Online Summer Courses

Summer online courses give Bethany students more flexibility. These are the same courses with the same expectations and outcomes as courses offered on campus during the school year. Unlike face-to-face courses, each day during the summer online students can decide when to log in to "attend class", can hand in assignments to professors over the Internet, and will complete courses in about half the time compared to a traditional semester.

By taking courses over the summer, Bethany students can

1. stay on track to graduate on time, especially if they missed courses required for a degree or switched to a different major.

2. lighten their workloads during semesters when they will have difficult courses that will require more time and attention.

3. enrich their credentials by freeing up time to pursue an internship, study abroad opportunity, or double major.

How to Register
 

1. Login to MyBLC.

2. Click the Student tab at the top of the page.

3. Click the Registration link on the left of the Student page.

4. Select the link to Add/Drop Courses on the Registration page.

5. Click the links to complete the agreements before you are able to select your courses.

6. Select the Summer 2017-18 term.

7. Choose up to 8 credits of courses that you would like to take.

Summer Online Course List (Click to show descriptions)
 

Medical Terminology (BIOL 280) - 3 credits

Course Description: A study of the prefixes, suffixes, and roots involved in the language of medicine used by health professionals.

Principles of Macroeconomics (ECON 203) - 3 credits

Course Description: Theories of economic fluctuation, income determination, international trade, and economic growth are introduced. Additional topics include the role of the banking system in the economy and monetary and fiscal policies for economic stabilization. View syllabus here .

College Writing I (ENGL 110) - 3 credits

Course Description: Through a variety of writing assignments and activities, successful students of ENGL 110 will learn to generate ideas, experiment with ways to express them, and craft their thinking on paper into effective, reader-based prose both for academic and creative settings. View syllabus here.

Ancient Medieval Europe (HIST 111) - 3 credits

Course Description: An introduction to and survey of Western Civilization from its ancient origins in Mesopotamia and Egypt through the Middle Ages.

History of USA I (HIST 207) - 3 credits

Course Description: This course surveys the history of the United States from its Native American and European colonial roots through the Civil War and Reconstruction. Topics include the American Revolution, Westward Expansion, and the Sectional Crisis.  View syllabus here .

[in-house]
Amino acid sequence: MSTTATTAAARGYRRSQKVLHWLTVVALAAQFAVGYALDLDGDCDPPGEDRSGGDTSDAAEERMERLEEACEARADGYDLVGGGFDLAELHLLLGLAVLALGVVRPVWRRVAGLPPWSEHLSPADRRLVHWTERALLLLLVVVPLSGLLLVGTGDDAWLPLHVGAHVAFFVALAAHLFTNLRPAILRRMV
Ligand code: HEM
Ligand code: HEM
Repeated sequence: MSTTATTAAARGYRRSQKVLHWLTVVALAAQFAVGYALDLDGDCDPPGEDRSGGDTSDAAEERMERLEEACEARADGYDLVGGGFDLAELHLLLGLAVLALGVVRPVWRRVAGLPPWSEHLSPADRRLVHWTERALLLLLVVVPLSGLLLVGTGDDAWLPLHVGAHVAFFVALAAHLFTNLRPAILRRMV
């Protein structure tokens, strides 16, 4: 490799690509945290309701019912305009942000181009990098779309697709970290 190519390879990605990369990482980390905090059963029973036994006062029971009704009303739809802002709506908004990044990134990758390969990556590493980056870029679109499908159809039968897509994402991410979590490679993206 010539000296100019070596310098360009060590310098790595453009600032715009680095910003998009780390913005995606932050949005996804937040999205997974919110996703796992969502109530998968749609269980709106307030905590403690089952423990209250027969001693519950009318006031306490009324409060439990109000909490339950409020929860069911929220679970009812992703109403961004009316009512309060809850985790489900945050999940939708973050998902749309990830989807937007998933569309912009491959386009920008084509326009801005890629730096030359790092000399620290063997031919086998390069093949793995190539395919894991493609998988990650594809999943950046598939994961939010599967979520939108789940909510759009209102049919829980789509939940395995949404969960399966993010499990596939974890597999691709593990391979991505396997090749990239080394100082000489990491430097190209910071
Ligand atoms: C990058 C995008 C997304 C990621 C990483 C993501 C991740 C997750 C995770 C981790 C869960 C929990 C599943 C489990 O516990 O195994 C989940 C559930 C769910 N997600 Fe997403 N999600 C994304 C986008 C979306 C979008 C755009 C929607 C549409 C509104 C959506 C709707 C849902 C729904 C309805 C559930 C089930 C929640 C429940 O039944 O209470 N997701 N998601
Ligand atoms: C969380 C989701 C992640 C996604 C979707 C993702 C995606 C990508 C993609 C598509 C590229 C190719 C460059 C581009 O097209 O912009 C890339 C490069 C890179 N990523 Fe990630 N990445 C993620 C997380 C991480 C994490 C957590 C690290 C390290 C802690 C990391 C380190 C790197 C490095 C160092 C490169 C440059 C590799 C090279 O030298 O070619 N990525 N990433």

Introduction to Statistics (MATH 120) - 3 credits

Course Description: Beginning statistical theory and practice are introduced through topics of data collection, sampling techniques, organization and presentation of data, measurement of central tendency, probability concepts, discrete and continuous probability distributions, statistical estimation, hypothesis testing, correlation analysis, linear regression and analysis of variance. View syllabus here.

Music Appreciation (MUSIC 102) - 3 credits

Course Description: Introduction to music as artistic expression. No musical background necessary for this course. View syllabus here.

American Government (PLSC 105) - 3 credits

Course Description: Introduces the student to the American system of government, and to foster an understanding of and appreciation for the Constitution of the United States.  Review how federal institutions function and the management thereof, the role and function of the state, regional and local units of government, and a glimpse of political campaigns and elections. 

General Psychology (PSYC 110) - 4 credits

Course Description: Provides an overview of the major concepts of psychology viewed through contrasting perspectives and gives students a general knowledge base pertaining to the field.  A wide range of topics are covered, including: biological influences, learning and memory, development, social factors, abnormal behavior, and therapy. Emphasis is placed on the relevance of psychology to everyday life and faith. View syllabus here.

Criminal Deviance and Justice (SOCL 240) - 3 credits

Course Description: Criminal deviance and the social and legal process of defining crime and punishment are examined. Topics include crime types, criminal careers, theories of crime causation, and an introduction to crime control systems. View syllabus here.

Identification and Assessment for Special Education Services (SPED 200) - 3 credits

Course Description: This course provides students with the knowledge, skills, and understanding of special education assessment issues. Topics to be covered include both formal and informal assessments in special education, the use of assessment to determine special education eligibility, how to use assessment to determine current levels of performance, benchmarks, and progress goals.

Special Education Law and Advocacy (SPED 310) - 3 credits

Course Description: Procedural safeguards for legal, judicial, medical, and educational systems that serve students with disabilities are studied, which includes due process and transition.

Introduction to Theatre (THTR 101) - 3 credits

Course Description: A class designed to acquaint students with the theatre arts. Play and text readings, the viewing of live performances, critical writing assignments, and group discussion will be utilized to enhance understanding and appreciation for the art as a whole.